Know Your Wedges
Flynn McLain, GolfTEC teaching professional
Picture the following scenario: You're standing in the middle of the 18th
fairway. You're 100 yards away from the green, and your buddy is beating
you by one stroke. What should you do? Answer: Knock it stiff, and watch
him sweat out the next two shots knowing that you're well within the
agreed-upon "Gimmie" range. It's easier said than done, right? Wrong. Not
if you know your wedges.
Most golfers have a bag full of wedges; however, very few of them know
exactly how far they can hit each one. How can this be? There are two
factors that determine how close a golf shot gets to the hole; the first
is direction, and I'll give you two guesses at the second. So now that the
secret is out, here's your plan of action.
Take all of the wedges out of your bag. Some of them are mysteriously
named I'm sure, so to be safe just grab every club that's shorter than
your 9-iron. Once you've identified and collected your new best friends,
shut your trunk. The "Big Dog" will not be eating today.
Arm yourself with two buckets of range balls, a notepad, and your favorite
writing utensil. Now, comes the tricky part: finding a spot on the range.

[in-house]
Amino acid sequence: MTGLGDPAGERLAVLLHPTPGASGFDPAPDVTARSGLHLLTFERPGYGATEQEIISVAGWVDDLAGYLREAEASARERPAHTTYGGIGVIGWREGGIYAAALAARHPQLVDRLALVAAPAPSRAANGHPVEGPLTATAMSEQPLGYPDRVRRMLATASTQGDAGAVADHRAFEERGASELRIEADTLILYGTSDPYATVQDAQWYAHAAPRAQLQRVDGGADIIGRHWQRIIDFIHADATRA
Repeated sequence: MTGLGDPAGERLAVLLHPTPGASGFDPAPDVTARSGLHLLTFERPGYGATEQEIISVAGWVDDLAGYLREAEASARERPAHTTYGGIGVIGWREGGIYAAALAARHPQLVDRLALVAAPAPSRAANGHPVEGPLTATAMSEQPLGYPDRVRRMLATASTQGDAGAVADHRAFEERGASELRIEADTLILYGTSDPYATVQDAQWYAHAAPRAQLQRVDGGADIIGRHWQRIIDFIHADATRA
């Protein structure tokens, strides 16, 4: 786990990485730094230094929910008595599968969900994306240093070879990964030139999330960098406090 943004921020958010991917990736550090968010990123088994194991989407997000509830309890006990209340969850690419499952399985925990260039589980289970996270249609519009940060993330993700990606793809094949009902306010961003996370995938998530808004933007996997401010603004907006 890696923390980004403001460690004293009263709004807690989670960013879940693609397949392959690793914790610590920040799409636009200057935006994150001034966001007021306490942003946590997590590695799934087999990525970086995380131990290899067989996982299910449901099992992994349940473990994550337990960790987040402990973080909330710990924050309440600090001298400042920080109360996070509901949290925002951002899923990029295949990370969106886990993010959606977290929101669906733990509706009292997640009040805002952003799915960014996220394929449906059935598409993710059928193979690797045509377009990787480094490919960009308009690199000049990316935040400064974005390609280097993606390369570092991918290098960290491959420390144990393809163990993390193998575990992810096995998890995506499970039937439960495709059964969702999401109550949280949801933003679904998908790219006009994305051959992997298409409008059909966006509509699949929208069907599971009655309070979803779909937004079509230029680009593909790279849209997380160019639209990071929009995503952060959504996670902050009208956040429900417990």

You need to pick out a space that will allow you to hit at multiple
targets. People do not count as targets, so try the middle of the practice
tee. If the range is short on flags and target greens, pick out a few
trees or bushes along the boundary lines of the hitting area. The range
boy won't like you very much, but your next playing partners will.
Now, comes the really tricky part: determining yardages. This is easily
the most important step of the process, so no cheating! Use the provided
yardage markers whenever possible, as they are almost always accurate. If
you can't find any markers, use a hand-held device to get your distances.
There are several good ones out on the market; the mini-telescope that
your Grandmother gave you in high school is not one of them. If all else
fails, step the yardages off yourself. I wouldn't recommend doing this
while other people are hitting, so try to get to the range early for a
change. The average man's walking stride equals roughly one yard. As you
determine the yardage for each target, write it down on your trusty
Now you're ready to hit some shots, so crack those knuckles and prepare
for battle. The object here is to figure out exactly how far you hit each
wedge. It doesn't matter which one you start with, but do not put it down
until you are comfortable with the yardage. Start at the shortest target,
and take full swings. If you fly it with your first three shots, move to
the next yardage on your list. Repeat this process until you are throwing
darts at one of the targets. Once you've determined a distance for that
wedge, write it down and start over with the next one.
Congratulations, you now know the yardages for all of your wedges! Take
your trusty notepad out to the course, and put those wedges to work. Take
dead aim at the pins, and trust your yardages. One last note: Try to keep
the laughter to a minimum as you watch your competitors choke their scores
away. Remember, you used to be that guy.